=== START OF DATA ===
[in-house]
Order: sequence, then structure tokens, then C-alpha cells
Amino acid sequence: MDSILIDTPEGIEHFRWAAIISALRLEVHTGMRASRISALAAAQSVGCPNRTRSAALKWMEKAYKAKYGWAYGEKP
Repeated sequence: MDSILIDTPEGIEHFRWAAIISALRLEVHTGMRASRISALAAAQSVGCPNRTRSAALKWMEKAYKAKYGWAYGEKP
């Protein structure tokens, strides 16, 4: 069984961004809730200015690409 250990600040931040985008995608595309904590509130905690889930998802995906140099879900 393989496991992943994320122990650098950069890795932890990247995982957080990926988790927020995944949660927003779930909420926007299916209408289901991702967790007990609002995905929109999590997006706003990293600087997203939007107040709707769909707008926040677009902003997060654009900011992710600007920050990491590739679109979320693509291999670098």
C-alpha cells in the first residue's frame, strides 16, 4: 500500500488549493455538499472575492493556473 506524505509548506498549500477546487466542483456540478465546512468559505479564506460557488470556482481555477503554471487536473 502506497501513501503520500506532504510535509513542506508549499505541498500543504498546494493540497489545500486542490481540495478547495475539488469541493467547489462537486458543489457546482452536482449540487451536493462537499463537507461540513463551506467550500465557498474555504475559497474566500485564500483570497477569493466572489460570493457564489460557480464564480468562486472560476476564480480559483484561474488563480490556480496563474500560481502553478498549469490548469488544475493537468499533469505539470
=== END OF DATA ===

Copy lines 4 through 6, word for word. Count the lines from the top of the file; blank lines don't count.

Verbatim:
Repeated sequence: MDSILIDTPEGIEHFRWAAIISALRLEVHTGMRASRISALAAAQSVGCPNRTRSAALKWMEKAYKAKYGWAYGEKP
């Protein structure tokens, strides 16, 4: 069984961004809730200015690409 250990600040931040985008995608595309904590509130905690889930998802995906140099879900 393989496991992943994320122990650098950069890795932890990247995982957080990926988790927020995944949660927003779930909420926007299916209408289901991702967790007990609002995905929109999590997006706003990293600087997203939007107040709707769909707008926040677009902003997060654009900011992710600007920050990491590739679109979320693509291999670098």
C-alpha cells in the first residue's frame, strides 16, 4: 500500500488549493455538499472575492493556473 506524505509548506498549500477546487466542483456540478465546512468559505479564506460557488470556482481555477503554471487536473 502506497501513501503520500506532504510535509513542506508549499505541498500543504498546494493540497489545500486542490481540495478547495475539488469541493467547489462537486458543489457546482452536482449540487451536493462537499463537507461540513463551506467550500465557498474555504475559497474566500485564500483570497477569493466572489460570493457564489460557480464564480468562486472560476476564480480559483484561474488563480490556480496563474500560481502553478498549469490548469488544475493537468499533469505539470